Operations is asking for better performance from its equipment. Could more and better maintenance be the wrong solution? Let’s consider a scenario.
The Widget Manufacturing Co. recently overhauled its maintenance program. Staff evaluated every piece of equipment, developed the absolute best maintenance activities, and entered new PMs into the CMMS system. Every week, preventive maintenance instructions were issued to mechanics, electricians, and operation support crafts. All personnel worked hard to implement the new and improved maintenance program.
The company quickly saw improved efficiency ratings on its manufacturing equipment. During a regularly scheduled review meeting a few months later, everyone was celebrating the success achieved via the improved maintenance program. Then Jim, the department’s maintenance planner, noticed the storeroom financial reports. The cost of goods issued had increased significantly.
Jim carefully reviewed the production schedule and equipment runtime improvements. Even with the maintenance costs normalized to the schedule changes, he could see in the maintenance ledger sheets that the upgraded program was getting very expensive to maintain. In addition to the storeroom cost, overtime hours for the craft departments were out of control. Everyone was working way too many hours to keep up the new program. Yes, the Widget Manufacturing Co. had reached all-time records in its uptime utilization, but it had done so at the cost of an over-budget maintenance program and exhausted employees. Jim observed that something needed to be done to align maintenance costs with budget goals set by management.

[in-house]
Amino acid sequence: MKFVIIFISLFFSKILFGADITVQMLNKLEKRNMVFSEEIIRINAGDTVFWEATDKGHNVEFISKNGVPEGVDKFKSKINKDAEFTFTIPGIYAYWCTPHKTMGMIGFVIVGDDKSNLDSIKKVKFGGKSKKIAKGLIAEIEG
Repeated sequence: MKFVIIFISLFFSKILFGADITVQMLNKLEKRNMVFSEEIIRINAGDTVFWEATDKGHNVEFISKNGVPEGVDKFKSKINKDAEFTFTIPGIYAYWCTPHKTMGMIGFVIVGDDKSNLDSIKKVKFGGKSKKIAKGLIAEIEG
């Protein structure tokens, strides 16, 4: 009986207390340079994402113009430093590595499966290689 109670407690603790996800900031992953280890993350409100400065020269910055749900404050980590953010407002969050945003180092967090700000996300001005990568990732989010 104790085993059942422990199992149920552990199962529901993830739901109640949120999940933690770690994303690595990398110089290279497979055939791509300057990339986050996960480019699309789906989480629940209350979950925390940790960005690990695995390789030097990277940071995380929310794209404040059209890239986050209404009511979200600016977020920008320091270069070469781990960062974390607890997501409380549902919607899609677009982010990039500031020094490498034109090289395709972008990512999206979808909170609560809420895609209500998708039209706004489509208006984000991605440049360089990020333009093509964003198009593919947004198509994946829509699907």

How can you balance maintenance cost, labor cost, and the goals established through production requirements? Equipment maintenance plans (EMPs) can help. The EMP is a structured document that captures the big picture of all equipment maintenance activities. This tool aids in administering the maintenance program by organizing maintenance tasks and guiding the applicable planning and scheduling. It will help identify unnecessary or excessive maintenance activities and enable the efficient planning and budgeting of work that needs to be done.
If you are not using EMPs to help manage maintenance, chances are good that you could be spending too much, missing key activities, and overworking the craft departments. While developing maintenance work instructions, I’ve often heard this comment: “Who is going to do this additional work? I’m already overloaded.” EMPs can help align maintenance program activities with your business plan.
If your program’s current EMPs are out of date, or if they were never created, where do you start? An EMP can be created for each equipment item or a collective system. For each EMP document, you will need to record the following types of information:
Equipment type, description, location, documentation. First, you need to validate that a given asset is, in fact, in service. Many companies waste money on unnecessary maintenance for missing or decommissioned equipment. Often validation is accomplished by printing an equipment list from the CMMS system and physically verifying its existence. A side benefit is a chance to make corrections and adjustments to the parent/child relationships that best fit the organizational hierarchy structure.